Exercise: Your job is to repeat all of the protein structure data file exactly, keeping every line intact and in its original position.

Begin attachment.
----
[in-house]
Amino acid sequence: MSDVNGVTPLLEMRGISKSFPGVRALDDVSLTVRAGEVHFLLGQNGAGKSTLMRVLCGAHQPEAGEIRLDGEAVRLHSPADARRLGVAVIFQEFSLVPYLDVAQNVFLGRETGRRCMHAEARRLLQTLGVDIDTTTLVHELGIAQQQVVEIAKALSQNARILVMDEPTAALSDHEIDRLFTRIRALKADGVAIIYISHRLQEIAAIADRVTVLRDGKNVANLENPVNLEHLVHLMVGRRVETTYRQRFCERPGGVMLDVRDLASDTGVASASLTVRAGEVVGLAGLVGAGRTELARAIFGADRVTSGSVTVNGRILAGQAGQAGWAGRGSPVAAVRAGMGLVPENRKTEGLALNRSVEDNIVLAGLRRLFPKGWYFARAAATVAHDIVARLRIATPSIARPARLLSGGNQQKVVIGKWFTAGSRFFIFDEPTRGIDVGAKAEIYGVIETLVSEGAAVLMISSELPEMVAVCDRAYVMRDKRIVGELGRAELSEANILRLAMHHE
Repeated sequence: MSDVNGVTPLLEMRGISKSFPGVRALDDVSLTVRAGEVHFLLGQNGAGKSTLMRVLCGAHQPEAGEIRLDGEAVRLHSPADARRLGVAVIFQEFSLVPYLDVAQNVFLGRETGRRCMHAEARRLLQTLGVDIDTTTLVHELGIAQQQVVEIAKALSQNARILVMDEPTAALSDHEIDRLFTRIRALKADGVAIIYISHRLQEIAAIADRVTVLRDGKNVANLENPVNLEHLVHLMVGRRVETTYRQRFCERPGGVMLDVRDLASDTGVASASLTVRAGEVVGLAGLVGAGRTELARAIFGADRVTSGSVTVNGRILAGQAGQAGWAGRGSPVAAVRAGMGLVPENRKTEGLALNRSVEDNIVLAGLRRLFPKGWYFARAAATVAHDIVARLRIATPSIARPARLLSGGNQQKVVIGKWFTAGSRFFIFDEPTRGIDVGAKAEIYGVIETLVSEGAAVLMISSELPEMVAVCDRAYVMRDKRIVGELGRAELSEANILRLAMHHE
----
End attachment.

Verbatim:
[in-house]
Amino acid sequence: MSDVNGVTPLLEMRGISKSFPGVRALDDVSLTVRAGEVHFLLGQNGAGKSTLMRVLCGAHQPEAGEIRLDGEAVRLHSPADARRLGVAVIFQEFSLVPYLDVAQNVFLGRETGRRCMHAEARRLLQTLGVDIDTTTLVHELGIAQQQVVEIAKALSQNARILVMDEPTAALSDHEIDRLFTRIRALKADGVAIIYISHRLQEIAAIADRVTVLRDGKNVANLENPVNLEHLVHLMVGRRVETTYRQRFCERPGGVMLDVRDLASDTGVASASLTVRAGEVVGLAGLVGAGRTELARAIFGADRVTSGSVTVNGRILAGQAGQAGWAGRGSPVAAVRAGMGLVPENRKTEGLALNRSVEDNIVLAGLRRLFPKGWYFARAAATVAHDIVARLRIATPSIARPARLLSGGNQQKVVIGKWFTAGSRFFIFDEPTRGIDVGAKAEIYGVIETLVSEGAAVLMISSELPEMVAVCDRAYVMRDKRIVGELGRAELSEANILRLAMHHE
Repeated sequence: MSDVNGVTPLLEMRGISKSFPGVRALDDVSLTVRAGEVHFLLGQNGAGKSTLMRVLCGAHQPEAGEIRLDGEAVRLHSPADARRLGVAVIFQEFSLVPYLDVAQNVFLGRETGRRCMHAEARRLLQTLGVDIDTTTLVHELGIAQQQVVEIAKALSQNARILVMDEPTAALSDHEIDRLFTRIRALKADGVAIIYISHRLQEIAAIADRVTVLRDGKNVANLENPVNLEHLVHLMVGRRVETTYRQRFCERPGGVMLDVRDLASDTGVASASLTVRAGEVVGLAGLVGAGRTELARAIFGADRVTSGSVTVNGRILAGQAGQAGWAGRGSPVAAVRAGMGLVPENRKTEGLALNRSVEDNIVLAGLRRLFPKGWYFARAAATVAHDIVARLRIATPSIARPARLLSGGNQQKVVIGKWFTAGSRFFIFDEPTRGIDVGAKAEIYGVIETLVSEGAAVLMISSELPEMVAVCDRAYVMRDKRIVGELGRAELSEANILRLAMHHE